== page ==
How the Higgs Boson Particle Explains the Standard Model of Elementary Particles

Physicists have been moving closer to confirming the existence of the Higgs Boson particle, also dubbed the “God particle.” On July 4, 2012 an announcement is scheduled to be made regarding the ATLAS and CMS projects conducted via the European Laboratory for Particle Physics or CERN. CERN is the home of the Large Hadron Collider or LHC, a massive piece of equipment used to create conditions that allow physicists to observe the behavior of matter in a controlled setting. According to National Geographic, there is a good chance characteristics of the God particle will be confirmed with 99.99 percent certainty.

The reason why the discovery of the Higgs Boson particle is so important is because it confirms how matter obtains mass and provides more conclusive justification for the Standard Model of Elementary Particles; the Standard Model explains how particles interact and position themselves. Furthermore, these particles create a field known as the Higgs Field. This field is what particles pass through, and in the process acquire mass. Since particles vary in shape and characteristics, some pass through the field with differing speed and ease. Less agile particles travel through the Higgs field more slowly and therefore gain more mass doing so.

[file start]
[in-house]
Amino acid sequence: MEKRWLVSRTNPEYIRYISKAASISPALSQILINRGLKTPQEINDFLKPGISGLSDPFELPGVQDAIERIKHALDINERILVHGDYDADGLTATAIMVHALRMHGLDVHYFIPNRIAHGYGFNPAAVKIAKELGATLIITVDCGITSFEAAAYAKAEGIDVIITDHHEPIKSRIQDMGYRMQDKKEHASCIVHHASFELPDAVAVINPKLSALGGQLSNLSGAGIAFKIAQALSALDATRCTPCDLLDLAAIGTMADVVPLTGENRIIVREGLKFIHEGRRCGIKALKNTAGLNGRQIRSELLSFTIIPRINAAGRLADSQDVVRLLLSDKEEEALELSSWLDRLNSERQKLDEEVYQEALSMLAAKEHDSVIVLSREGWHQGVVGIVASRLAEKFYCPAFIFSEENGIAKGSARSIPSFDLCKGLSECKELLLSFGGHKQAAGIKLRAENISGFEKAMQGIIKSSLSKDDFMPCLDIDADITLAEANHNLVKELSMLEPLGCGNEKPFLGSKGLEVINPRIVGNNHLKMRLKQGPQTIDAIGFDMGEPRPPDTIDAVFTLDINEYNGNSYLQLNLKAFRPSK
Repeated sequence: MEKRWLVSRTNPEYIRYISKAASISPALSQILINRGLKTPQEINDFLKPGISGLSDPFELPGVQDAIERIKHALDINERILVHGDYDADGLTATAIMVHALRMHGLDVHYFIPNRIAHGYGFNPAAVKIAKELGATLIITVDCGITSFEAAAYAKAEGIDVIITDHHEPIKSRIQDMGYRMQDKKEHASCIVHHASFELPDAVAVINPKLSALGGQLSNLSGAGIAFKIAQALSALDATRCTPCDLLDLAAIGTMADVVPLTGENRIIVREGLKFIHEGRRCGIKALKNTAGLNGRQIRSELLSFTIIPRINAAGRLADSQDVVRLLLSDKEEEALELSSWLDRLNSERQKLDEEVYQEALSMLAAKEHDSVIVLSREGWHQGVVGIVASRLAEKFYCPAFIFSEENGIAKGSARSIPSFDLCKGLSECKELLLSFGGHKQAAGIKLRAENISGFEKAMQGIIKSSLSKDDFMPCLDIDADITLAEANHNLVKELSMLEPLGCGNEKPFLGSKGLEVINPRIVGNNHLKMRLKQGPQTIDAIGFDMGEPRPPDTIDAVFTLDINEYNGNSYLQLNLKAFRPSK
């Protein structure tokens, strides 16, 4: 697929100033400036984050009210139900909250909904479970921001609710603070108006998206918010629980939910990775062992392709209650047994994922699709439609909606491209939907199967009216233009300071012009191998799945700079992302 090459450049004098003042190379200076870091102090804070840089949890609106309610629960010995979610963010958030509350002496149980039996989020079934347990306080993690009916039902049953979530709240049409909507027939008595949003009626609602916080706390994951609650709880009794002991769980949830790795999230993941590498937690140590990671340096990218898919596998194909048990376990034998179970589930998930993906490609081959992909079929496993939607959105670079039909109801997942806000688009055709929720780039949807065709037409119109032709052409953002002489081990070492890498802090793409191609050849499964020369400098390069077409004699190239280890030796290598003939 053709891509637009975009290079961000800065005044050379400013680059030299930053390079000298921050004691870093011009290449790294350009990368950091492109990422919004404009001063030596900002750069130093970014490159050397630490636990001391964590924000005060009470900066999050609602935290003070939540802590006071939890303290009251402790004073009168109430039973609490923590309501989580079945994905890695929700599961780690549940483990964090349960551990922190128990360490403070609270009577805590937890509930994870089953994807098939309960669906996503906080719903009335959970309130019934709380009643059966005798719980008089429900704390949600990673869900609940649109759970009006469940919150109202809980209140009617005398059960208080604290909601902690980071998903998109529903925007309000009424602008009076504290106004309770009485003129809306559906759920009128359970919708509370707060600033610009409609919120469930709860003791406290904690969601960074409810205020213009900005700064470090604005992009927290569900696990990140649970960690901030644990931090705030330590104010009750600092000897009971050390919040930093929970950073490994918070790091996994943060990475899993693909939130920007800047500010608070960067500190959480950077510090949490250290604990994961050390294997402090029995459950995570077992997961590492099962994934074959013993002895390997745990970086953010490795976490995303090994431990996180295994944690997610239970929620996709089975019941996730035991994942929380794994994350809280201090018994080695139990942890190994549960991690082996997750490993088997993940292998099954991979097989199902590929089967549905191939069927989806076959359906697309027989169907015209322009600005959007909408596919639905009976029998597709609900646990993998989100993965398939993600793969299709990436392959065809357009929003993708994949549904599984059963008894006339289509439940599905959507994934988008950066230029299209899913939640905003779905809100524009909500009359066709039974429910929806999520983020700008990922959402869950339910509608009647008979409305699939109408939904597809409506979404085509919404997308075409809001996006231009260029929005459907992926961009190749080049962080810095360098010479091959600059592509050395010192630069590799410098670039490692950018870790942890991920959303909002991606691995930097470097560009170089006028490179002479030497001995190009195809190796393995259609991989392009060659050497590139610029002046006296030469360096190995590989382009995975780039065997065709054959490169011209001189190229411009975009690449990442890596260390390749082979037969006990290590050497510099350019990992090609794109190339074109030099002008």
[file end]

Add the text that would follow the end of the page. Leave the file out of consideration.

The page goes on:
A succession of experiments involving the collision of elementary particles, and the subsequent analysis of particle behavior thereafter is believed to both further validate the existence of Higgs Boson particles and their weight. A weight of 125 gigaelectron volts will provide evidence in favor of the Standard Model of Elementary Particles per Wired. According to a BBC Horizon interview with Frank Wilcek, Nobel laureate of theoretical physics, the existence of the Higgs Boson particle within the framework of the standard model further establishes “the game rules of physics.”

A key aspect of the experiments that have been used to detect the presence of Higgs Bosons is the decay of particles such as photons that are collided with each other. Both the LHC and the U.S. Department of Energy’s Tevatron at Fermilab have gathered essential data over time. Tevatron was utilized to narrow the search for the Higgs Boson particle by ruling out weight results for the Higgs Boson. The LHC continued the job and is believed to have confirmed the existence and weight of the Higgs Boson particle.

If the weight of Higgs particle is actually 125 GeV, then it does not help confirm a competing theory in physics called super-symmetry per Wired. Evidence of this mathematically deduced theory would help explain discrepancies and anomalous experimental results that are asymmetrical to data within the standard model. Moreover, super-symmetry particles known to exist have unknown and heavier symmetrical partner particles that  if correct, would explain why physicists continue to find non-symmetry in the measurement of known particles.